This is Sam. I’m going to write about covenants in this blog. This seems like a fitting thing for me to do. Jewish blood runs in these veins. I come from a long line of prophets. And the prophet speaks, now (in the third-person):
We spent time coming up with answers to a very simple question last weekend. What is improvisation?
You might think this is a silly question for an improv company to take up. Especially after we’ve been working together for over a year. You’d be wrong, my friend. Improv is a many splendored thing. And by that, I mean improv is complicated.
Improvisation is not a concrete art. There are different, competing traditions, and folks conceptualize improvisation in all sorts of ways. All of us have years of experience with improv. But we come from different places. We kept meaning to come up with our tenets as Happy Valley Improv, but it just never happened.
Until we decided to expand our troupe.
We held auditions in January. People participated in a three-day audition. Afterwards, we realized that we needed specific language to describe how we were evaluating improvisers. Further, how were we evaluating ourselves? What ideology were we adhering to?
We made lists. We scrutinized every word. We spent a Sunday afternoon agonizing over our work. We cut things. We edited. What did we believe? Why did we believe it? Our work resulted in the following covenant. Read it with reverence, my friend. We share it with collective solemnity.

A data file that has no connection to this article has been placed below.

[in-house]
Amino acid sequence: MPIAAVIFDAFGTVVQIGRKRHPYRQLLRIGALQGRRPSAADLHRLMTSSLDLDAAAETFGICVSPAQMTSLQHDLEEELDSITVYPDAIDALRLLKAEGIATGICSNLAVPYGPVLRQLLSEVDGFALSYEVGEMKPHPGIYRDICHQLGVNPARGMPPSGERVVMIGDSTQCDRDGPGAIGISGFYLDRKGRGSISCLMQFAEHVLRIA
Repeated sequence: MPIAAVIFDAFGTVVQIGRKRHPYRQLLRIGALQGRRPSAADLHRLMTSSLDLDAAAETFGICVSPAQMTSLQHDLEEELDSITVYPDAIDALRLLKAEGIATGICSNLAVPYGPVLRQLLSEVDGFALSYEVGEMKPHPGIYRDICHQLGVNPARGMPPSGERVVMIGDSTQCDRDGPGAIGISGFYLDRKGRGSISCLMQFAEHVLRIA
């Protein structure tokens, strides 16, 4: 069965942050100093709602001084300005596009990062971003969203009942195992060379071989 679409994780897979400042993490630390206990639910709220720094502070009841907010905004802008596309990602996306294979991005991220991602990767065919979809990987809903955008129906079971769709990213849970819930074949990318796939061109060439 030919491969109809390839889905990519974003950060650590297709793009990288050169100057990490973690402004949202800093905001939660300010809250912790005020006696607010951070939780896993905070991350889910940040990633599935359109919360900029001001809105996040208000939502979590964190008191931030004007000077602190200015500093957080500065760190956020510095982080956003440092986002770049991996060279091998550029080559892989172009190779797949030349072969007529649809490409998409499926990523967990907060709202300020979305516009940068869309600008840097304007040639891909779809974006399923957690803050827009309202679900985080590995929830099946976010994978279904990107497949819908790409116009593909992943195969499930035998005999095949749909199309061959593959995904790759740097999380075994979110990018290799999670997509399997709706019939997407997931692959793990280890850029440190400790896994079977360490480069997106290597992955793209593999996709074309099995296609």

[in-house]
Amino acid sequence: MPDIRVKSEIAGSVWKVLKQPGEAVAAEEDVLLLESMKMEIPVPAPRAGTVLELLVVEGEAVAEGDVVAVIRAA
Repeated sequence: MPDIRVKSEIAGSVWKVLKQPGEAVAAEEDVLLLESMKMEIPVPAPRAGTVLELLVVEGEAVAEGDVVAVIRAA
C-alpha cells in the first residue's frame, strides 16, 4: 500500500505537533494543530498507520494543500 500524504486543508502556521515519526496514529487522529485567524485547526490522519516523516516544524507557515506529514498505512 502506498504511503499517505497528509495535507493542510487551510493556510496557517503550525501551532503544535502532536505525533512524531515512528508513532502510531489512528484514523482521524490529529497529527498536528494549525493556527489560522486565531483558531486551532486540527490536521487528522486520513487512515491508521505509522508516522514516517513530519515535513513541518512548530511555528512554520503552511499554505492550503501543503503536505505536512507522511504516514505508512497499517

I’m not going to go through these beliefs in detail, here. That’s an academic paper. And a book. And a novel. And an epoch. There’s so much work to be found in explicating and nuancing the ideas above. At least for me. I believe that the five statements above contain something that points to the mystery of living well. Go read my books for elucidation:
Excuse me. That was a self-promotional hiccup. But seriously, these two books are about the improvisational nature of my being. So is my upcoming book, Playing with Sharp Objects. Improv, in concert with other things, has taught me how to live. And the five statements above are central to how I see human beings living well (and healthily) with each other. Especially in our precarious age.
I’m proud to be part of a community that adheres to the tenets above. We’re proud to be building such a community.
Yes, improv is joyful and funny. Ridiculous too. But it also might provide alternative ways for people to be. And the five tenets above might guide us in that direction.
So sayeth the prophet.